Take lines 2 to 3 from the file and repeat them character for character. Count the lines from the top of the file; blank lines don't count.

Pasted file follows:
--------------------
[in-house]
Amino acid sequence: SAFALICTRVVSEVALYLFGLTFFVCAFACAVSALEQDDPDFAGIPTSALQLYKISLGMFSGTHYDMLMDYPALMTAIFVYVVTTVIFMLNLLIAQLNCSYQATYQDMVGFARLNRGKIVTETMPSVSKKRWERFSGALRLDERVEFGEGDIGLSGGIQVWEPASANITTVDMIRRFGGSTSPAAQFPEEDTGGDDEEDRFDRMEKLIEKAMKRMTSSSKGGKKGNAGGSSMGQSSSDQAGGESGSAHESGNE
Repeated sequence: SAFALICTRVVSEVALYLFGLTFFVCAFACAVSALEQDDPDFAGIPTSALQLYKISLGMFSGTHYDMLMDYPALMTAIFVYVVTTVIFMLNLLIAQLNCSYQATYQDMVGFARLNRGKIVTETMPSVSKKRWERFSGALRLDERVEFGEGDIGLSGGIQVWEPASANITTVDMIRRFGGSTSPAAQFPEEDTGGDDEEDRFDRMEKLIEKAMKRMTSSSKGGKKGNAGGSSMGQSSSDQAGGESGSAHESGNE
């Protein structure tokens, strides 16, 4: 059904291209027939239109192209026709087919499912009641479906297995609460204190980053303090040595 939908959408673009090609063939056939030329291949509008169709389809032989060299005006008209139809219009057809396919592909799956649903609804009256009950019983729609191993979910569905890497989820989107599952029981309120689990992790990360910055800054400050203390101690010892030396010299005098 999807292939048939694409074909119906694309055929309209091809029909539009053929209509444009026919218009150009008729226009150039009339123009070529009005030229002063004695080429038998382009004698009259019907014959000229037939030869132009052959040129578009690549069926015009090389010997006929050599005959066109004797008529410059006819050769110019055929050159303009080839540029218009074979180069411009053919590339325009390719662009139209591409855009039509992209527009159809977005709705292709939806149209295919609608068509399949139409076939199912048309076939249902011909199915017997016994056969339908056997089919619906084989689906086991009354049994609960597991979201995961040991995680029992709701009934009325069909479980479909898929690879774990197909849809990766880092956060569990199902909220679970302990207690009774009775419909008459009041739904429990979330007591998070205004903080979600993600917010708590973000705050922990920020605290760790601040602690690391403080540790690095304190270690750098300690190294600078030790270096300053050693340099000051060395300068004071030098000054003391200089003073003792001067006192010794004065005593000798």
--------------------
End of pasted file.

Amino acid sequence: SAFALICTRVVSEVALYLFGLTFFVCAFACAVSALEQDDPDFAGIPTSALQLYKISLGMFSGTHYDMLMDYPALMTAIFVYVVTTVIFMLNLLIAQLNCSYQATYQDMVGFARLNRGKIVTETMPSVSKKRWERFSGALRLDERVEFGEGDIGLSGGIQVWEPASANITTVDMIRRFGGSTSPAAQFPEEDTGGDDEEDRFDRMEKLIEKAMKRMTSSSKGGKKGNAGGSSMGQSSSDQAGGESGSAHESGNE
Repeated sequence: SAFALICTRVVSEVALYLFGLTFFVCAFACAVSALEQDDPDFAGIPTSALQLYKISLGMFSGTHYDMLMDYPALMTAIFVYVVTTVIFMLNLLIAQLNCSYQATYQDMVGFARLNRGKIVTETMPSVSKKRWERFSGALRLDERVEFGEGDIGLSGGIQVWEPASANITTVDMIRRFGGSTSPAAQFPEEDTGGDDEEDRFDRMEKLIEKAMKRMTSSSKGGKKGNAGGSSMGQSSSDQAGGESGSAHESGNE